In turn, formal rational choice theory has paid little attention to the structure and content of arguments brought to bear on decisions. The outcomes of choices are typically assigned values treated as embodying a cardinal or ordinal preference relation, with decision rules identifying good choices according to various decision rules and under differing conditions of circumstantial knowledge (certainty, strict uncertainty, risk). However, when people make decisions, whether that process has been rational or not depends not only on the optimality of outcome, but also on the argumentative structure implicit in the person’s deliberation. The structure of argument is important, and arguments for and against choices are weighed against each other depending on how firm the reasons are from which the argument is formed.

(more…)

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FIRST CALL FOR PARTICIPATION

Summer School on Argumentation: Computational and Linguistic Perspectives

Thu Sept 4th – Mon Sept 8th 2014, Dundee, Scotland http://ssa2014.arg.dundee.ac.uk/

The Summer School aims to provide attendees with a solid foundation in computational and linguistic aspects of argumentation and the emerging connections between the two. Furthermore, attendees will gain experience in using various tools for argument analysis and processing.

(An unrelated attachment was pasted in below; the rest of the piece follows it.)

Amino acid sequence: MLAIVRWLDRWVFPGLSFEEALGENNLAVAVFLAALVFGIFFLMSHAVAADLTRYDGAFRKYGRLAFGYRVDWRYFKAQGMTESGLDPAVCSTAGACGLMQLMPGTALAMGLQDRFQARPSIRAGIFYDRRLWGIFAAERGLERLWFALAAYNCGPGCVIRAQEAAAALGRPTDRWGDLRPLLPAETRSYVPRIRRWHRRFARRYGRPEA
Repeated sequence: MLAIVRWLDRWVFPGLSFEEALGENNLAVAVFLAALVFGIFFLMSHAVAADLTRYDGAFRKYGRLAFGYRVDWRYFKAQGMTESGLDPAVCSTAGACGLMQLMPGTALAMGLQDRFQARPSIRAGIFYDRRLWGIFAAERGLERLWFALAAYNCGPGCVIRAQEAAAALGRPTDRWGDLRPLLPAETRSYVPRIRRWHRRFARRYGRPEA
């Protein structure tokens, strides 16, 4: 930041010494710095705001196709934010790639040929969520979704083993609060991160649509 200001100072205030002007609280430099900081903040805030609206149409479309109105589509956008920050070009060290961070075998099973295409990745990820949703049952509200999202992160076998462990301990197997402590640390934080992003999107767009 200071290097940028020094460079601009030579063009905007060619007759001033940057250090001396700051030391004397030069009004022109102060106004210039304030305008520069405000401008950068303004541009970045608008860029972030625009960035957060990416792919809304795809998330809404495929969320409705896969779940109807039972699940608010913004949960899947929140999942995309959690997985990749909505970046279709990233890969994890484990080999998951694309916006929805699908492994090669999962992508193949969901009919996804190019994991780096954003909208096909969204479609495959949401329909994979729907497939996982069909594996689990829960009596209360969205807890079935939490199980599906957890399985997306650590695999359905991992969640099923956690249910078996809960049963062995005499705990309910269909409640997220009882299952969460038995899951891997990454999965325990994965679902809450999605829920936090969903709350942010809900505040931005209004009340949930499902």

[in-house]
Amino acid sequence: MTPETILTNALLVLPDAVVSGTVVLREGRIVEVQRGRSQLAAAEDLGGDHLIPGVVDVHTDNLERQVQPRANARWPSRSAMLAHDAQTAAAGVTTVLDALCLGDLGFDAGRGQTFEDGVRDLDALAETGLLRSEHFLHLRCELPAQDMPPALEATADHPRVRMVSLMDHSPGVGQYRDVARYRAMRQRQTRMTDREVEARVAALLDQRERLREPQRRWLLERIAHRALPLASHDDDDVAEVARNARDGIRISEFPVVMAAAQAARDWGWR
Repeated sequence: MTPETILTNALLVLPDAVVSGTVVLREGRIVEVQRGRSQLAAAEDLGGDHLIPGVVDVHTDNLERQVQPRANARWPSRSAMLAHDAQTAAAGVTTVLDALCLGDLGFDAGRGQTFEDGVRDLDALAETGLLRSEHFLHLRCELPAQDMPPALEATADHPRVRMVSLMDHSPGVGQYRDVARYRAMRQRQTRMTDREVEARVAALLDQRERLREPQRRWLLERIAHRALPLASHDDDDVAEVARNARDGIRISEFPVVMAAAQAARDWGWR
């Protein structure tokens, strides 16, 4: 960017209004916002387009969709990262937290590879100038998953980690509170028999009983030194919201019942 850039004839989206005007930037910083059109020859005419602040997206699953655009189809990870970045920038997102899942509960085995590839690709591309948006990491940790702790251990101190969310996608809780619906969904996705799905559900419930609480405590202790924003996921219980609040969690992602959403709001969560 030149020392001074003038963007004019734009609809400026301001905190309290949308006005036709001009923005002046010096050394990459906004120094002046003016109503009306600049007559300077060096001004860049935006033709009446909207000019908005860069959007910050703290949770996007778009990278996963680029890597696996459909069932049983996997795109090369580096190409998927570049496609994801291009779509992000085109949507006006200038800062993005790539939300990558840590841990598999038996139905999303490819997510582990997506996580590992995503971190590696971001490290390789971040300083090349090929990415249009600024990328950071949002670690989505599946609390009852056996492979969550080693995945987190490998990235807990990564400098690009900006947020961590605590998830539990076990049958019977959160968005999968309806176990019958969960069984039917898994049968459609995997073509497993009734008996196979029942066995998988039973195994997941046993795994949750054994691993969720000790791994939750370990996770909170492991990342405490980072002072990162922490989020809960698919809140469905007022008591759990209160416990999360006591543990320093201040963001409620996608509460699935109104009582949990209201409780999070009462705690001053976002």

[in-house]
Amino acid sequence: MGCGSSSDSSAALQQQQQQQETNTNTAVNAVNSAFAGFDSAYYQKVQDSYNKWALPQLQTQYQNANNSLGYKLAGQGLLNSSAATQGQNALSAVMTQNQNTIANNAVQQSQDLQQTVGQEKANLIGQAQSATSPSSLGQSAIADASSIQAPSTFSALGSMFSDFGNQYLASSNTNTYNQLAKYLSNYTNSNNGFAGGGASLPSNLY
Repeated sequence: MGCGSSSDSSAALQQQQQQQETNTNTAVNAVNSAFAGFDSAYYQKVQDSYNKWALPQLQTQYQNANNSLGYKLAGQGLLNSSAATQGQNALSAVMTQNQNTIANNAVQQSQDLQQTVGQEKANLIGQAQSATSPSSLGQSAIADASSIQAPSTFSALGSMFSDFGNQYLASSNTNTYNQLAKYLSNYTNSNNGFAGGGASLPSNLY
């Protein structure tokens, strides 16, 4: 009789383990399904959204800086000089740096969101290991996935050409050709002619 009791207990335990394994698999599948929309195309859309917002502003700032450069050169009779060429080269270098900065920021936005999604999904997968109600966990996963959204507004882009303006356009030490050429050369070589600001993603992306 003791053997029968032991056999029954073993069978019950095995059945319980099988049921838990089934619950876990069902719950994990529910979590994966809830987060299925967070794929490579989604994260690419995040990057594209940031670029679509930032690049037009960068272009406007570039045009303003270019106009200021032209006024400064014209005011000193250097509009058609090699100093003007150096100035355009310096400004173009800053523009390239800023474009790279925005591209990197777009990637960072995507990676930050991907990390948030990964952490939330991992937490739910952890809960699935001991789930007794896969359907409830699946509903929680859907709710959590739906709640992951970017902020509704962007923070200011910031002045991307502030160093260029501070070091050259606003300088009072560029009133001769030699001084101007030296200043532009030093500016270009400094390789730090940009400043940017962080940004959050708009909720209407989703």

The School is being held in the days before the COMMA 2014 conference in Pitlochry (http://comma2014.arg.dundee.ac.uk) and will include tutorials from the conference’s invited speakers, as well as other leading academics in computational approaches to argumentation and linguistics.

(more…)

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Informal Logic

Vol 34, No 2 (2014)

Table of Contents

Articles

Rhetoric, Dialectic and Logic: The Wild-Goose Chase for an Essential Distinction (152-166), Charlotte Jørgensen

The Authority of Citations and Quotations in Academic Papers (167-191), Begoña Carrascal

Throwing the Baby Out with the Water: From Reasonably Scrutinizing Authorities to Rampant Scepticism About Expertise (192-218), Markus Seidel

Critical Reviews

Meta-argumentation, An Approach to  Logic and Argumentation Theory (219-239), J. Anthony Blair

All articles available online, open access: Informal Logic:  Reasoning and Argumentation in Theory and Practice